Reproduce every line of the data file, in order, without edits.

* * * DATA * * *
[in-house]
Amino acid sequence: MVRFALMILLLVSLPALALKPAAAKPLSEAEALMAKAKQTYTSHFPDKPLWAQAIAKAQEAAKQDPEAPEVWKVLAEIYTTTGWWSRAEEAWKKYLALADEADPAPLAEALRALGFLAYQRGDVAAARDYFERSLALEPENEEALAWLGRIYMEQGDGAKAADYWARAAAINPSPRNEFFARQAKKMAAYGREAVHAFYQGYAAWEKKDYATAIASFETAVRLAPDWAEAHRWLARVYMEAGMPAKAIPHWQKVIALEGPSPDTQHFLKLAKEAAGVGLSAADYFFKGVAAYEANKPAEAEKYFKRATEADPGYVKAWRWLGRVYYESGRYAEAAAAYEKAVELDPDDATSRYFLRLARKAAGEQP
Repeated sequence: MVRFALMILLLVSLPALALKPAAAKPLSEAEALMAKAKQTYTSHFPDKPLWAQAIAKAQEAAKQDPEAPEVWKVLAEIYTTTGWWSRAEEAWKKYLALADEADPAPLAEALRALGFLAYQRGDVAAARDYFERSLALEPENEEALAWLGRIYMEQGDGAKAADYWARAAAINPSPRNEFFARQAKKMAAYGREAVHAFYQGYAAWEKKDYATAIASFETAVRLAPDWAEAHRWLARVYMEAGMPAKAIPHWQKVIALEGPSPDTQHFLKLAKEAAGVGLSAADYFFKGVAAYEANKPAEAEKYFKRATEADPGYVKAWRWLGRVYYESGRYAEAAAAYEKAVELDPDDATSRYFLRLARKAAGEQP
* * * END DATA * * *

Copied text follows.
[in-house]
Amino acid sequence: MVRFALMILLLVSLPALALKPAAAKPLSEAEALMAKAKQTYTSHFPDKPLWAQAIAKAQEAAKQDPEAPEVWKVLAEIYTTTGWWSRAEEAWKKYLALADEADPAPLAEALRALGFLAYQRGDVAAARDYFERSLALEPENEEALAWLGRIYMEQGDGAKAADYWARAAAINPSPRNEFFARQAKKMAAYGREAVHAFYQGYAAWEKKDYATAIASFETAVRLAPDWAEAHRWLARVYMEAGMPAKAIPHWQKVIALEGPSPDTQHFLKLAKEAAGVGLSAADYFFKGVAAYEANKPAEAEKYFKRATEADPGYVKAWRWLGRVYYESGRYAEAAAAYEKAVELDPDDATSRYFLRLARKAAGEQP
Repeated sequence: MVRFALMILLLVSLPALALKPAAAKPLSEAEALMAKAKQTYTSHFPDKPLWAQAIAKAQEAAKQDPEAPEVWKVLAEIYTTTGWWSRAEEAWKKYLALADEADPAPLAEALRALGFLAYQRGDVAAARDYFERSLALEPENEEALAWLGRIYMEQGDGAKAADYWARAAAINPSPRNEFFARQAKKMAAYGREAVHAFYQGYAAWEKKDYATAIASFETAVRLAPDWAEAHRWLARVYMEAGMPAKAIPHWQKVIALEGPSPDTQHFLKLAKEAAGVGLSAADYFFKGVAAYEANKPAEAEKYFKRATEADPGYVKAWRWLGRVYYESGRYAEAAAAYEKAVELDPDDATSRYFLRLARKAAGEQP